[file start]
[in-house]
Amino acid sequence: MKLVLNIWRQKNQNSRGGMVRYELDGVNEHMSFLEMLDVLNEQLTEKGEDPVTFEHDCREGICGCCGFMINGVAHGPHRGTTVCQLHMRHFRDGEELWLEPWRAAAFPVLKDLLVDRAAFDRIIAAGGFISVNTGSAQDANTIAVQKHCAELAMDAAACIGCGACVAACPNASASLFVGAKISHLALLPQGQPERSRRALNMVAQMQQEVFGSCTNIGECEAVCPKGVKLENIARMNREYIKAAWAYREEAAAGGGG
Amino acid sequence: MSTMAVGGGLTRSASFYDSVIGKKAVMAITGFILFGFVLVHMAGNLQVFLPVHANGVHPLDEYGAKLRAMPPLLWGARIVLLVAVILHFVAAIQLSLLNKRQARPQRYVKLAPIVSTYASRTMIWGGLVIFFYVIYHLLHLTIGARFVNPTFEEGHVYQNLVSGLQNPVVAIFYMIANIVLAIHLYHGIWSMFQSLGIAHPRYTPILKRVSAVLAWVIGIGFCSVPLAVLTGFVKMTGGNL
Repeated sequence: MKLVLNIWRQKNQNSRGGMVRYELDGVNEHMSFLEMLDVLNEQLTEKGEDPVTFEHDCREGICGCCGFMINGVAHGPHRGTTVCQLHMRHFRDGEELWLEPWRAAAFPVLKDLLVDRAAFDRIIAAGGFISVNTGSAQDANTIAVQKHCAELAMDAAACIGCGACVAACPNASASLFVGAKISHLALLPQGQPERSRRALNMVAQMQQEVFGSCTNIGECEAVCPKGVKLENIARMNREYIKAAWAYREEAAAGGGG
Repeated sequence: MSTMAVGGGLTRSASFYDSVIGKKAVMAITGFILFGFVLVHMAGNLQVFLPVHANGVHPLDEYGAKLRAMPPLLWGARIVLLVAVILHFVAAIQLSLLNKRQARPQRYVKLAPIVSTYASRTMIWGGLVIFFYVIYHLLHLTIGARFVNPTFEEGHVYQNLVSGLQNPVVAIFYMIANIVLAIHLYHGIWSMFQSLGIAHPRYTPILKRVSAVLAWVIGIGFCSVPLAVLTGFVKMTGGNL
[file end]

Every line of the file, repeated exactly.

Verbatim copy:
[in-house]
Amino acid sequence: MKLVLNIWRQKNQNSRGGMVRYELDGVNEHMSFLEMLDVLNEQLTEKGEDPVTFEHDCREGICGCCGFMINGVAHGPHRGTTVCQLHMRHFRDGEELWLEPWRAAAFPVLKDLLVDRAAFDRIIAAGGFISVNTGSAQDANTIAVQKHCAELAMDAAACIGCGACVAACPNASASLFVGAKISHLALLPQGQPERSRRALNMVAQMQQEVFGSCTNIGECEAVCPKGVKLENIARMNREYIKAAWAYREEAAAGGGG
Amino acid sequence: MSTMAVGGGLTRSASFYDSVIGKKAVMAITGFILFGFVLVHMAGNLQVFLPVHANGVHPLDEYGAKLRAMPPLLWGARIVLLVAVILHFVAAIQLSLLNKRQARPQRYVKLAPIVSTYASRTMIWGGLVIFFYVIYHLLHLTIGARFVNPTFEEGHVYQNLVSGLQNPVVAIFYMIANIVLAIHLYHGIWSMFQSLGIAHPRYTPILKRVSAVLAWVIGIGFCSVPLAVLTGFVKMTGGNL
Repeated sequence: MKLVLNIWRQKNQNSRGGMVRYELDGVNEHMSFLEMLDVLNEQLTEKGEDPVTFEHDCREGICGCCGFMINGVAHGPHRGTTVCQLHMRHFRDGEELWLEPWRAAAFPVLKDLLVDRAAFDRIIAAGGFISVNTGSAQDANTIAVQKHCAELAMDAAACIGCGACVAACPNASASLFVGAKISHLALLPQGQPERSRRALNMVAQMQQEVFGSCTNIGECEAVCPKGVKLENIARMNREYIKAAWAYREEAAAGGGG
Repeated sequence: MSTMAVGGGLTRSASFYDSVIGKKAVMAITGFILFGFVLVHMAGNLQVFLPVHANGVHPLDEYGAKLRAMPPLLWGARIVLLVAVILHFVAAIQLSLLNKRQARPQRYVKLAPIVSTYASRTMIWGGLVIFFYVIYHLLHLTIGARFVNPTFEEGHVYQNLVSGLQNPVVAIFYMIANIVLAIHLYHGIWSMFQSLGIAHPRYTPILKRVSAVLAWVIGIGFCSVPLAVLTGFVKMTGGNL